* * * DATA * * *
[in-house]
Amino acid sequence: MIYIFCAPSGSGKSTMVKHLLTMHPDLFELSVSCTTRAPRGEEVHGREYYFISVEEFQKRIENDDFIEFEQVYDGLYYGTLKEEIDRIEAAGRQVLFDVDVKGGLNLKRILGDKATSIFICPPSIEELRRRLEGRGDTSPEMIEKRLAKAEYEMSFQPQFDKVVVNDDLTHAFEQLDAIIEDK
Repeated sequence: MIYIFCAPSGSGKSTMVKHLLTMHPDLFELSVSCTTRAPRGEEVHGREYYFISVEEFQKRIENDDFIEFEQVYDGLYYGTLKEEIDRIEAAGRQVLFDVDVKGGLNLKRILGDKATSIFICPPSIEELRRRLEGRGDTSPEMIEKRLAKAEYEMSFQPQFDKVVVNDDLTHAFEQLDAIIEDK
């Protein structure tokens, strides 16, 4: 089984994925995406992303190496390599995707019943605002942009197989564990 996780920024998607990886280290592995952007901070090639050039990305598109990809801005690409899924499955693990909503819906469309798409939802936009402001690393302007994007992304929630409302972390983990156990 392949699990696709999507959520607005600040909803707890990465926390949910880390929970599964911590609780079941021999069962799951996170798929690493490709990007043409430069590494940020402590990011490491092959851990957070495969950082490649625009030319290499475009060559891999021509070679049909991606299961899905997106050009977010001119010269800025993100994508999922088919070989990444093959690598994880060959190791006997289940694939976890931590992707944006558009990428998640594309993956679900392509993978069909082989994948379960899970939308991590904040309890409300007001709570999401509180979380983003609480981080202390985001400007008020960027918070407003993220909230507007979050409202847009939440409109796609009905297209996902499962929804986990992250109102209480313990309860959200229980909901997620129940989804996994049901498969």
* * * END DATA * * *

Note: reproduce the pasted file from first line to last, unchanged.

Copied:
[in-house]
Amino acid sequence: MIYIFCAPSGSGKSTMVKHLLTMHPDLFELSVSCTTRAPRGEEVHGREYYFISVEEFQKRIENDDFIEFEQVYDGLYYGTLKEEIDRIEAAGRQVLFDVDVKGGLNLKRILGDKATSIFICPPSIEELRRRLEGRGDTSPEMIEKRLAKAEYEMSFQPQFDKVVVNDDLTHAFEQLDAIIEDK
Repeated sequence: MIYIFCAPSGSGKSTMVKHLLTMHPDLFELSVSCTTRAPRGEEVHGREYYFISVEEFQKRIENDDFIEFEQVYDGLYYGTLKEEIDRIEAAGRQVLFDVDVKGGLNLKRILGDKATSIFICPPSIEELRRRLEGRGDTSPEMIEKRLAKAEYEMSFQPQFDKVVVNDDLTHAFEQLDAIIEDK
């Protein structure tokens, strides 16, 4: 089984994925995406992303190496390599995707019943605002942009197989564990 996780920024998607990886280290592995952007901070090639050039990305598109990809801005690409899924499955693990909503819906469309798409939802936009402001690393302007994007992304929630409302972390983990156990 392949699990696709999507959520607005600040909803707890990465926390949910880390929970599964911590609780079941021999069962799951996170798929690493490709990007043409430069590494940020402590990011490491092959851990957070495969950082490649625009030319290499475009060559891999021509070679049909991606299961899905997106050009977010001119010269800025993100994508999922088919070989990444093959690598994880060959190791006997289940694939976890931590992707944006558009990428998640594309993956679900392509993978069909082989994948379960899970939308991590904040309890409300007001709570999401509180979380983003609480981080202390985001400007008020960027918070407003993220909230507007979050409202847009939440409109796609009905297209996902499962929804986990992250109102209480313990309860959200229980909901997620129940989804996994049901498969």